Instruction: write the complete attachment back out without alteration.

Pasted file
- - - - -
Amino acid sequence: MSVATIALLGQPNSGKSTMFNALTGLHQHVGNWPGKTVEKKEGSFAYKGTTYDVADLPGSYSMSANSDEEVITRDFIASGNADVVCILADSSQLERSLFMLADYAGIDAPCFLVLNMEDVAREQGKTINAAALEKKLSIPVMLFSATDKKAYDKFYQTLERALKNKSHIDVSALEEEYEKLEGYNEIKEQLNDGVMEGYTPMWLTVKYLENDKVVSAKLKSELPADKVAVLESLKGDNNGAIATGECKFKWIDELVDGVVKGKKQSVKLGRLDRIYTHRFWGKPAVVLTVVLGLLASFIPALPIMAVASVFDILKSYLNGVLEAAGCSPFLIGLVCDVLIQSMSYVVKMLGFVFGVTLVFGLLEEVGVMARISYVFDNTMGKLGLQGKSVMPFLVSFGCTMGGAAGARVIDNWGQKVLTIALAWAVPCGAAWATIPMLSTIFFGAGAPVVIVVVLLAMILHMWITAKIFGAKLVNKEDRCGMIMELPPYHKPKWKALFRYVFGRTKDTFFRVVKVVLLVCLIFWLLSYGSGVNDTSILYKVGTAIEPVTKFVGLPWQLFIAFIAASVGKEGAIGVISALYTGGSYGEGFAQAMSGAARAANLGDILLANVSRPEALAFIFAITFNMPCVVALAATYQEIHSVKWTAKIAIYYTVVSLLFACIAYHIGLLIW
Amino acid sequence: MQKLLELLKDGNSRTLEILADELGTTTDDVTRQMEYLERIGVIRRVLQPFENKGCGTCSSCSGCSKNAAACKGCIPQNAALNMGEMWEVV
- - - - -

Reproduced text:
Amino acid sequence: MSVATIALLGQPNSGKSTMFNALTGLHQHVGNWPGKTVEKKEGSFAYKGTTYDVADLPGSYSMSANSDEEVITRDFIASGNADVVCILADSSQLERSLFMLADYAGIDAPCFLVLNMEDVAREQGKTINAAALEKKLSIPVMLFSATDKKAYDKFYQTLERALKNKSHIDVSALEEEYEKLEGYNEIKEQLNDGVMEGYTPMWLTVKYLENDKVVSAKLKSELPADKVAVLESLKGDNNGAIATGECKFKWIDELVDGVVKGKKQSVKLGRLDRIYTHRFWGKPAVVLTVVLGLLASFIPALPIMAVASVFDILKSYLNGVLEAAGCSPFLIGLVCDVLIQSMSYVVKMLGFVFGVTLVFGLLEEVGVMARISYVFDNTMGKLGLQGKSVMPFLVSFGCTMGGAAGARVIDNWGQKVLTIALAWAVPCGAAWATIPMLSTIFFGAGAPVVIVVVLLAMILHMWITAKIFGAKLVNKEDRCGMIMELPPYHKPKWKALFRYVFGRTKDTFFRVVKVVLLVCLIFWLLSYGSGVNDTSILYKVGTAIEPVTKFVGLPWQLFIAFIAASVGKEGAIGVISALYTGGSYGEGFAQAMSGAARAANLGDILLANVSRPEALAFIFAITFNMPCVVALAATYQEIHSVKWTAKIAIYYTVVSLLFACIAYHIGLLIW
Amino acid sequence: MQKLLELLKDGNSRTLEILADELGTTTDDVTRQMEYLERIGVIRRVLQPFENKGCGTCSSCSGCSKNAAACKGCIPQNAALNMGEMWEVV